The view from outside: reading international newspapers

It is natural to consume media products from the country we live in. For example, in the United States, sources such as CNN, Fox News, The Washington Post, and The New York Times, serve as the main sources of news about global affairs. Google News, a popular and powerful news aggregator, by default will present top results for the “World” section from only a collection of the most popular news outlets from the country of the detected IP address (as an exercise, visit Google News, click on “World” in the left panel, and see for yourself).

It is not surprising that US news outlets present world events (not just analysis, but also reporting) from a largely American perspective (a term which happens to have a name: Americentrism). But in the age of the internet, there is no excuse to read about world news from a restricted set of US-based media houses. It is unfortunate that reading, let alone being able to name, English newspapers from around the world is quite uncommon. The outcome is a blind-spot to the perspectives and sentiments of cultures and communities we read and make judgments about.

Reading a news piece from an international newspaper often evokes one of the two responses for me:

  • An appreciation of the neutrality of the presentation of world events. As an example, US reporting on foreign nations regularly contains assessments about which regimes are democratic and friendly, versus which are autocratic and antagonistic. Furthrmore, most international news will tie the event to US foreign policy. Both these patterns are less pronounced at non-US news desks, especially those which are not global players, and therefore have less direct relationship to a particular foreign event.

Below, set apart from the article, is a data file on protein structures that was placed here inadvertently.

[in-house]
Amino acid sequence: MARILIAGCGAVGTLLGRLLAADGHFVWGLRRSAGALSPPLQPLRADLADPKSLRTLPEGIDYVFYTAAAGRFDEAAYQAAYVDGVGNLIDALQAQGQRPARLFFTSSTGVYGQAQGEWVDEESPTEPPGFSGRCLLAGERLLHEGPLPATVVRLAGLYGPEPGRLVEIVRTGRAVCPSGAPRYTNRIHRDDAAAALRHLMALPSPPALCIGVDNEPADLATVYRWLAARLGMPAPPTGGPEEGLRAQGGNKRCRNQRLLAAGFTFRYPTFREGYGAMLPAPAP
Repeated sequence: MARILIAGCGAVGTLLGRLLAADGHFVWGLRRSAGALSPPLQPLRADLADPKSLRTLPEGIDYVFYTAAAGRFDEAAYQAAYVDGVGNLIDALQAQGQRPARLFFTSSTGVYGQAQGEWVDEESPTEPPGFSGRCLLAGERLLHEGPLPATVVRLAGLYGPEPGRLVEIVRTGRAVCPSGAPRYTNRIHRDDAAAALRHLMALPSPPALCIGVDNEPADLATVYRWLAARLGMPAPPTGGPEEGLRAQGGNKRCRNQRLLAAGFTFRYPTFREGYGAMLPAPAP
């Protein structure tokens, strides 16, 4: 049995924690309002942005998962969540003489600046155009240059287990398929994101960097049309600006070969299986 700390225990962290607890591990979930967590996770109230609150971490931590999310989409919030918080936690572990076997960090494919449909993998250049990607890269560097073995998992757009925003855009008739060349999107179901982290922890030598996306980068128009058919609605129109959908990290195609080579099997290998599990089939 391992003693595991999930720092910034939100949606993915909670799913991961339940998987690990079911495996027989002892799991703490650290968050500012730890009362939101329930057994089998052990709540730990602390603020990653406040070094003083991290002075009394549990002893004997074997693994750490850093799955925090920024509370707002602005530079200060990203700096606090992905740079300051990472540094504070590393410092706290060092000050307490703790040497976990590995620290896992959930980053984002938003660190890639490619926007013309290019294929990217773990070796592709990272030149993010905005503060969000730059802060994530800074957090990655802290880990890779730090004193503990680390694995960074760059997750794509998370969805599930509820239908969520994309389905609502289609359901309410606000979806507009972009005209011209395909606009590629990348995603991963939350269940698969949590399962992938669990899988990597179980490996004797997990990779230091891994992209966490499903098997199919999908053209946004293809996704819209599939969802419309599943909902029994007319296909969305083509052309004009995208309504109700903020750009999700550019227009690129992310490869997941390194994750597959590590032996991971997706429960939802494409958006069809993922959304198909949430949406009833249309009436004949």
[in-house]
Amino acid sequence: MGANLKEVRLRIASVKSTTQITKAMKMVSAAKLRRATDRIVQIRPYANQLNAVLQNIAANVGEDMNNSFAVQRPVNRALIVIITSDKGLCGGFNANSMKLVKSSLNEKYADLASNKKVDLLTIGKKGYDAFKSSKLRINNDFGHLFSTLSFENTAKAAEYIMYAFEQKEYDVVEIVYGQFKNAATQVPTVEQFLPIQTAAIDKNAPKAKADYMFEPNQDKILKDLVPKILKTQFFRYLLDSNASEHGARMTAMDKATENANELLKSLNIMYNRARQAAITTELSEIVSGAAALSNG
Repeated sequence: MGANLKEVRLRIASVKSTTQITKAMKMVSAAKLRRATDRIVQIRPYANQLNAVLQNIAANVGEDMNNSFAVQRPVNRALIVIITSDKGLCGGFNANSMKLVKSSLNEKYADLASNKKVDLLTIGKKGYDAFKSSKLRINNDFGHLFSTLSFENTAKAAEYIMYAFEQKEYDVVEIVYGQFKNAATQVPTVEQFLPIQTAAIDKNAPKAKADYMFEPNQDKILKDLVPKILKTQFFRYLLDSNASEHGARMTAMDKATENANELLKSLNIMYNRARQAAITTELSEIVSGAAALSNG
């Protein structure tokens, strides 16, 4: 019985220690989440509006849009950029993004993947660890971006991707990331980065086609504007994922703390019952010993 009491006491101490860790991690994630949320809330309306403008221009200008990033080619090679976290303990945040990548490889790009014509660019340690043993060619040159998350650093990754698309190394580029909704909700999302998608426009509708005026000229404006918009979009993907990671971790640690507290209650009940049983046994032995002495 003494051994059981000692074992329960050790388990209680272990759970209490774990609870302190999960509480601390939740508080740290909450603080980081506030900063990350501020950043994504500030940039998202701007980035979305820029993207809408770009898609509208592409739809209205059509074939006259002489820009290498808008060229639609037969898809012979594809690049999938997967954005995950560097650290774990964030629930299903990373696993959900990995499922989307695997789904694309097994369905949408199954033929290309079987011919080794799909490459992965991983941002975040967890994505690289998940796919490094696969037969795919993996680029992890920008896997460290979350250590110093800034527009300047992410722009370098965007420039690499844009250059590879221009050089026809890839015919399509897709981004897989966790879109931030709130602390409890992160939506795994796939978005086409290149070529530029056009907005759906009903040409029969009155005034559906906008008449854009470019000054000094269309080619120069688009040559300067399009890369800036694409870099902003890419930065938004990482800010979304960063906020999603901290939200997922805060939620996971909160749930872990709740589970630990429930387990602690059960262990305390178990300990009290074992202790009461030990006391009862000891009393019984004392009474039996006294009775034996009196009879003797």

• A surprise by how propagandist their depiction of world events can appear. (One common pattern to look out for is observing how, and in reference to which groups, a news source will use the word “terrorist” versus “rebel” or “resistance”.) We are accustomed to reading about world events from a fixed perspective, that foreign ones often come across strangely worded and manipulative. It takes effort to recognize that the issue goes both ways, and US media is likely subject to the same pitfalls when evaluated from outside.

Below are a collection of some English, international media sources which I enjoy reading during the early morning rounds. These have helped me appreciate the variety of perspectives and interpretations of supposed “factual news reports”, which are not apparent from reading one source alone:

There are obviously thousands of news sources (and the above list misses African or Latin American spheres, parts of the world I remain woefully uniformed about), but even a small sample from outside our bubble can broaden one-dimensional views of the greater world outside.

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